In a close presidential election, the new state voter ID laws could have a real effect.

In the presidential election this year, some states will require that voters show a photo ID, such as a driver’s license or passport, to be eligible to vote. What is more, the address on the ID needs to match the voter registration rolls.

Why has this become such a big deal across party lines? The argument is that these laws are seen as a strategy to swing the vote in the November election by influencing turnout and voting eligibility. As such, the concern is that they are politically motivated.

Before the 2006 election, no state in the U.S. had identification laws of this kind. Indiana became the first state to enact a strict photo ID law in that year. Today some states require a government-issued photo as the proof of identity for voting, while other states accept a utility bill or bank statement. Eleven states require by law that voters show government-issued photo IDs, with 27 considering the introduction of these laws.

See voter ID requirements by state.

Republicans argue that these rules are needed to avoid voter fraud. Nine of the eleven states that have passed photo ID laws have Republican governors. This concern has been examined in a New York Times analysis from 2007, which identified a small number of cases.

Democrats claim these laws impact members of minority communities who may not have ID cards.  Patricia Smith in the The New York Times Upfront writes, “an estimated 21 million Americans – poor elderly, black or Hispanic – don’t have government ID cards. And many of them tend to vote Democratic.”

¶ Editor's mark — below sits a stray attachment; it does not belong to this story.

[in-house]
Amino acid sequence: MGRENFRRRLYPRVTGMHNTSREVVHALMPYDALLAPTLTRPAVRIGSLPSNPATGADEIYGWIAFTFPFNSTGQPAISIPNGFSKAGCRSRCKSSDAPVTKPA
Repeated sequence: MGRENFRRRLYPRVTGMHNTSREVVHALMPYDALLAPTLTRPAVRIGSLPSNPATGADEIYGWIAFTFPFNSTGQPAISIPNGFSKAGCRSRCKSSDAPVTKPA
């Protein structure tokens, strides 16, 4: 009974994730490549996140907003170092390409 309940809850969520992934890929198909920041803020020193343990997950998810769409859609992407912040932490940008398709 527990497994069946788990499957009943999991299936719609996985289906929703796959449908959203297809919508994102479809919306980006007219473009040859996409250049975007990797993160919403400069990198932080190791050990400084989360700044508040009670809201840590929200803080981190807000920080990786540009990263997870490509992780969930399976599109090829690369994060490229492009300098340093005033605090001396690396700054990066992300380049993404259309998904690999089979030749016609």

A study from New York University School of Law’s Brennan Center found that 11 percent of voting-age citizens, or roughly 21 million citizens, lack photo ID. And people in rural areas face the additional hurdle of accessing ID offices with more than 10 million eligible voters living more than 10 miles from the nearest office.

The battle goes on as five federal lawsuits have been filed this year to challenge the new laws as unconstitutional under the 1965 Voting Rights Act, on the grounds that the requirements would effectively disenfranchise voters.

Meanwhile, as November approaches, it may well be that a considerable number of Americans will be unable to cast their ballot as a result of this new restrictive legislation.

 

Resources

The Politics Behind New Voter ID Laws, NPR, August 2012

In Voter ID Debate, A Few Go Against Party Lines, KQED News, November 2011

New Target In Voter ID Battle: 1965 Voting Rights Act, KQED News, August 2012

Do You Have ID? 14 August,2012Maxine Einhorn

Author

Maxine Einhorn

Maxine Einhorn is from London and has lived in the Bay Area for 12 years. She has worked in adult education in London,UK, for over twenty years as a tenured instructor and department manager. She has an MA in Film and TV from University of London and has taught, moderated and appraised academic work in film studies and media literacy at undergraduate and college level. She runs the ESL/ Post Secondary project at KQED which offers media-rich resources for and created by ESL educators.

Sponsored by

Become a KQED sponsor